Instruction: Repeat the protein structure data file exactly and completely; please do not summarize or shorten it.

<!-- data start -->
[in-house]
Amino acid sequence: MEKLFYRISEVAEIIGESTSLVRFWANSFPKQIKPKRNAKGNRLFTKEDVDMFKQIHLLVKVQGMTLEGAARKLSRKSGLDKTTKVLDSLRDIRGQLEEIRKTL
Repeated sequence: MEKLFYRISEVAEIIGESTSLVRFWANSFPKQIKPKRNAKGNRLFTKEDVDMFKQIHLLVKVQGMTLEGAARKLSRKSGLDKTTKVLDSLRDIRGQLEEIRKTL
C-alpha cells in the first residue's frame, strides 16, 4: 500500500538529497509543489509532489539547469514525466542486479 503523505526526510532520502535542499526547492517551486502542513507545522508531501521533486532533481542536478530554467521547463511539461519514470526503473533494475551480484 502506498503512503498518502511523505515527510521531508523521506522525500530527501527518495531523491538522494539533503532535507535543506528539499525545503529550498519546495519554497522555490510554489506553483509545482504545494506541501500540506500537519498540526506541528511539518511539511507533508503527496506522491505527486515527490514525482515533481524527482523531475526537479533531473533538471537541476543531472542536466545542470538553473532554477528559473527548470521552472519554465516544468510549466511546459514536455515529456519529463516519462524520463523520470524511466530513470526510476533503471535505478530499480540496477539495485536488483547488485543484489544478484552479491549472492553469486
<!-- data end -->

[in-house]
Amino acid sequence: MEKLFYRISEVAEIIGESTSLVRFWANSFPKQIKPKRNAKGNRLFTKEDVDMFKQIHLLVKVQGMTLEGAARKLSRKSGLDKTTKVLDSLRDIRGQLEEIRKTL
Repeated sequence: MEKLFYRISEVAEIIGESTSLVRFWANSFPKQIKPKRNAKGNRLFTKEDVDMFKQIHLLVKVQGMTLEGAARKLSRKSGLDKTTKVLDSLRDIRGQLEEIRKTL
C-alpha cells in the first residue's frame, strides 16, 4: 500500500538529497509543489509532489539547469514525466542486479 503523505526526510532520502535542499526547492517551486502542513507545522508531501521533486532533481542536478530554467521547463511539461519514470526503473533494475551480484 502506498503512503498518502511523505515527510521531508523521506522525500530527501527518495531523491538522494539533503532535507535543506528539499525545503529550498519546495519554497522555490510554489506553483509545482504545494506541501500540506500537519498540526506541528511539518511539511507533508503527496506522491505527486515527490514525482515533481524527482523531475526537479533531473533538471537541476543531472542536466545542470538553473532554477528559473527548470521552472519554465516544468510549466511546459514536455515529456519529463516519462524520463523520470524511466530513470526510476533503471535505478530499480540496477539495485536488483547488485543484489544478484552479491549472492553469486